``````#include<iostream>
using namespace std;
int findmaxindex(int a[],int ,int);
void swap(int a[],int ,int);
int main(){
int n;
cout<<"give the number of elements to sort"<<endl;
cin>>n;
if(n>100){cout<<"invalid"<<endl;
return -1;
}
if(n<=0){cout<<"invalid"<<endl;
return -1;
}
int count,a;
cout<<"give"<<n<<"integers to sort"<<endl;
for(count=0;count<n;count++){
cin>>a[count];
}
int currtop,currmaxindex;
for(currtop=0;currtop<n;currtop++){
currmaxindex=findmaxindex(a,currtop,n);
swap(a,currtop,currmaxindex);
}
return 0;
}
int findmaxindex(int a[],int start,int end){
int i,currmaxindex=start;
for(i=start;i<end;i++){
if(a[i]>=a[currmaxindex]){
currmaxindex=i;
}return currmaxindex;
}

}
void swap(int a[],int index1,int index2){
int temp;
temp=a[index1];
a[index1]=a[index2];
a[index2]=temp;
return ;
}``````

## All 6 Replies

Hard to read with no indentation, but it looks like the function at line 27 has its return statement inside an if test, so if the if test fails control will evntually drop through to line 35 where the function finishes without having returned an int.

Actually to me it looks like the problem is the `return` on line 27, is controlled by the `for` block. Since it's possible for the control to bypass the `for` block(i.e. if start == end) the `return` could be missed.

I think what you're looking for is something like this:

``````int findmaxindex(int a[],int start,int end){
int i,currmaxindex=start;
for(i=start;i<end;i++){
if(a[i]>=a[currmaxindex]){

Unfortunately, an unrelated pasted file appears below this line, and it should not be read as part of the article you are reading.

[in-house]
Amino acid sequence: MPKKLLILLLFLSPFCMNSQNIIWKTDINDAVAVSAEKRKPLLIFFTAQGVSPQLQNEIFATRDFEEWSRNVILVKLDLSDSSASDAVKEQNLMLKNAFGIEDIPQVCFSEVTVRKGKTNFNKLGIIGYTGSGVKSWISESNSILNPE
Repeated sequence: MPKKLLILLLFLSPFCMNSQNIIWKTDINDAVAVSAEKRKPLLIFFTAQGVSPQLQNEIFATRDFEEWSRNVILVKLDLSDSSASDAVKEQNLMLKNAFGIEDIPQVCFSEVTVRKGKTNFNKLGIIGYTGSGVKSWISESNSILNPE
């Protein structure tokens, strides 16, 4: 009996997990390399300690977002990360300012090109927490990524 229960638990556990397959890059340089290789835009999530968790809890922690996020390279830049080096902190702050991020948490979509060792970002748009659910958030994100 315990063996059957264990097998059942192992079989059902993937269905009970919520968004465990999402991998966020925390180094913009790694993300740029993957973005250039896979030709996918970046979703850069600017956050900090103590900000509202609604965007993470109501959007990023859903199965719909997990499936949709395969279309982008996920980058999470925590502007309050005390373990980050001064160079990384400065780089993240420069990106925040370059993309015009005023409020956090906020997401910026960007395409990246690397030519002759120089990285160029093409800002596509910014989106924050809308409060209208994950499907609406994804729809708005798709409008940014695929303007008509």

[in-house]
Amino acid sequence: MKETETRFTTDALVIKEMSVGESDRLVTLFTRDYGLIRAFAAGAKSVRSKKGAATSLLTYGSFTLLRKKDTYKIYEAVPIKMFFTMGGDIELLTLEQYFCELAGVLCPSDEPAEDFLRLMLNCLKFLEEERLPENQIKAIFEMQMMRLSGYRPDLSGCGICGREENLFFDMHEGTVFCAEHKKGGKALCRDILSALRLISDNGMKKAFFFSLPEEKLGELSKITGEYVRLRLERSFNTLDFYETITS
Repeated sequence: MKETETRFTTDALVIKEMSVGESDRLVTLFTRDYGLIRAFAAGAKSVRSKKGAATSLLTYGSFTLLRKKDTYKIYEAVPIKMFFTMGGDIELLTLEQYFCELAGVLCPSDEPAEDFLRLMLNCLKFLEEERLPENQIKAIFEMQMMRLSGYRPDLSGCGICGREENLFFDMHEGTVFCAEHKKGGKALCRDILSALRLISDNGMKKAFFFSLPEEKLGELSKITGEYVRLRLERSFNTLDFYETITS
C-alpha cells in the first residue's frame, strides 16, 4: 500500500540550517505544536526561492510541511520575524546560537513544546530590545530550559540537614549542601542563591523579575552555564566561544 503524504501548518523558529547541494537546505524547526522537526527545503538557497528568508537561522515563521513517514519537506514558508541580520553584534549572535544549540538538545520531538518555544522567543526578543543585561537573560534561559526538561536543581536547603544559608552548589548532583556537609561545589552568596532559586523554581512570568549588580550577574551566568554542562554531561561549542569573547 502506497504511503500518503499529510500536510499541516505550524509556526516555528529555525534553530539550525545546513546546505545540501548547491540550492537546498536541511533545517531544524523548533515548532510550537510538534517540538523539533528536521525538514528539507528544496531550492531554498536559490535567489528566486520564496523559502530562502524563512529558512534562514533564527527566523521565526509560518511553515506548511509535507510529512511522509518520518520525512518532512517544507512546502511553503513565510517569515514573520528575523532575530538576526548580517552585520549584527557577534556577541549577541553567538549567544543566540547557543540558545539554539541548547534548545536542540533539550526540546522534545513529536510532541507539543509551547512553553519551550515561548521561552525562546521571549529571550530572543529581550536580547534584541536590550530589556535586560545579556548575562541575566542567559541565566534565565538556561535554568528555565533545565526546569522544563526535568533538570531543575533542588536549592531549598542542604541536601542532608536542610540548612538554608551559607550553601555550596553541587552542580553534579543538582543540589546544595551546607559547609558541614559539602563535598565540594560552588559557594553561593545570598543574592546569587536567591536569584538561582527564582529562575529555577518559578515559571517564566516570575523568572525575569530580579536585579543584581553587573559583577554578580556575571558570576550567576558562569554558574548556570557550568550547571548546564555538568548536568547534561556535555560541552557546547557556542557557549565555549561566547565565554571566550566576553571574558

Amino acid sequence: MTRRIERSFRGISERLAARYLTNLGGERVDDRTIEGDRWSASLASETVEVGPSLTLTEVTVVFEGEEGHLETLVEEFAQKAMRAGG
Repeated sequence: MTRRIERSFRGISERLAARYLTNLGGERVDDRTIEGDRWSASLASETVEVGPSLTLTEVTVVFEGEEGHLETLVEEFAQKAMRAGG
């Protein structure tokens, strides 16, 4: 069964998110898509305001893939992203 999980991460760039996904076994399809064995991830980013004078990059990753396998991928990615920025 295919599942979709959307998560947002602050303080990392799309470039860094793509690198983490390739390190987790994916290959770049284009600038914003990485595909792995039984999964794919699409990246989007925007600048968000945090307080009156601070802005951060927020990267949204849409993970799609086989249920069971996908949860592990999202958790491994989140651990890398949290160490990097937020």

currmaxindex=i;
}
}
return currmaxindex;
}``````

Yes. The return is inside both a `for` and an `if` block, so either could prevent the return from ever being executed.

The return is outside the if block but inside the for block as this formatted code shows:

``````int findmaxindex(int a[],int start,int end){
int i,currmaxindex=start;
for(i=start;i<end;i++){
if(a[i]>=a[currmaxindex]){
currmaxindex=i;
}
return currmaxindex;
}
}``````

The if block has nothing to do with the error

Thanks for formatting the code, and yes, you're right.

I usually go with another int set to -max (0x80000000) when seeking a max, so the first is generally greater and replaces it. Using <= means equal values get copied, and as writes are more expensive than reads (think cache), why bother unless either you are required to get the last not the first, or -max is actually in the array?

You need to return the index after the loop, the major bug that the error is indirectly warning you about. More generally, even if you know some return in a loop or conditional block will fire always, you will get this warning unless there is a return before the ending curly brace, so either say 'break' or let the loop run out, and let the code fall on it.

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